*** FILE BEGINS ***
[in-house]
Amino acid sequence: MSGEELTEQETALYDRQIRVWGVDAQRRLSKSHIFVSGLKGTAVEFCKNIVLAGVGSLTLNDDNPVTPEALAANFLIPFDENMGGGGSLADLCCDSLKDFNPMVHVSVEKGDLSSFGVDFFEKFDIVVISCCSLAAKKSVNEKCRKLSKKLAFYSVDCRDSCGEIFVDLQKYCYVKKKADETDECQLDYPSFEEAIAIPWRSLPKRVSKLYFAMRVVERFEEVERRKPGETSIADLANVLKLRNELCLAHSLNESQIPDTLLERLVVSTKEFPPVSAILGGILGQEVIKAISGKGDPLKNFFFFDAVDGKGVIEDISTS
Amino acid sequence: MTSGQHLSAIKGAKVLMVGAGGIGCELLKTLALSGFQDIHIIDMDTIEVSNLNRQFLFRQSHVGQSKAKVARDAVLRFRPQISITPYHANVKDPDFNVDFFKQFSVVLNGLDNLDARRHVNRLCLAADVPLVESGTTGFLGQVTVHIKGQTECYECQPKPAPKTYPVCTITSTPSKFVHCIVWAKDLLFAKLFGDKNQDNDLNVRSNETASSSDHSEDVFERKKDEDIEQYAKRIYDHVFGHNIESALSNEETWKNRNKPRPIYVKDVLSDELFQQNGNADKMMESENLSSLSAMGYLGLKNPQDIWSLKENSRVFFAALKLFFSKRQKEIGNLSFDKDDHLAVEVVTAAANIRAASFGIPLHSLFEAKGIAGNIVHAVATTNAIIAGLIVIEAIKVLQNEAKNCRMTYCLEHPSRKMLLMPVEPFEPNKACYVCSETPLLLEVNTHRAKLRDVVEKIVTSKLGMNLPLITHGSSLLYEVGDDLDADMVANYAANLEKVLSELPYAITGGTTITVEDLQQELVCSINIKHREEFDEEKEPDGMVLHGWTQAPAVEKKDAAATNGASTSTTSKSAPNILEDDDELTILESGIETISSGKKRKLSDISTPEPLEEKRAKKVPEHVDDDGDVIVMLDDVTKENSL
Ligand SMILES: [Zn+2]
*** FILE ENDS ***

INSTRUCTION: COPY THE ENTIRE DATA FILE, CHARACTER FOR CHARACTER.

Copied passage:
[in-house]
Amino acid sequence: MSGEELTEQETALYDRQIRVWGVDAQRRLSKSHIFVSGLKGTAVEFCKNIVLAGVGSLTLNDDNPVTPEALAANFLIPFDENMGGGGSLADLCCDSLKDFNPMVHVSVEKGDLSSFGVDFFEKFDIVVISCCSLAAKKSVNEKCRKLSKKLAFYSVDCRDSCGEIFVDLQKYCYVKKKADETDECQLDYPSFEEAIAIPWRSLPKRVSKLYFAMRVVERFEEVERRKPGETSIADLANVLKLRNELCLAHSLNESQIPDTLLERLVVSTKEFPPVSAILGGILGQEVIKAISGKGDPLKNFFFFDAVDGKGVIEDISTS
Amino acid sequence: MTSGQHLSAIKGAKVLMVGAGGIGCELLKTLALSGFQDIHIIDMDTIEVSNLNRQFLFRQSHVGQSKAKVARDAVLRFRPQISITPYHANVKDPDFNVDFFKQFSVVLNGLDNLDARRHVNRLCLAADVPLVESGTTGFLGQVTVHIKGQTECYECQPKPAPKTYPVCTITSTPSKFVHCIVWAKDLLFAKLFGDKNQDNDLNVRSNETASSSDHSEDVFERKKDEDIEQYAKRIYDHVFGHNIESALSNEETWKNRNKPRPIYVKDVLSDELFQQNGNADKMMESENLSSLSAMGYLGLKNPQDIWSLKENSRVFFAALKLFFSKRQKEIGNLSFDKDDHLAVEVVTAAANIRAASFGIPLHSLFEAKGIAGNIVHAVATTNAIIAGLIVIEAIKVLQNEAKNCRMTYCLEHPSRKMLLMPVEPFEPNKACYVCSETPLLLEVNTHRAKLRDVVEKIVTSKLGMNLPLITHGSSLLYEVGDDLDADMVANYAANLEKVLSELPYAITGGTTITVEDLQQELVCSINIKHREEFDEEKEPDGMVLHGWTQAPAVEKKDAAATNGASTSTTSKSAPNILEDDDELTILESGIETISSGKKRKLSDISTPEPLEEKRAKKVPEHVDDDGDVIVMLDDVTKENSL
Ligand SMILES: [Zn+2]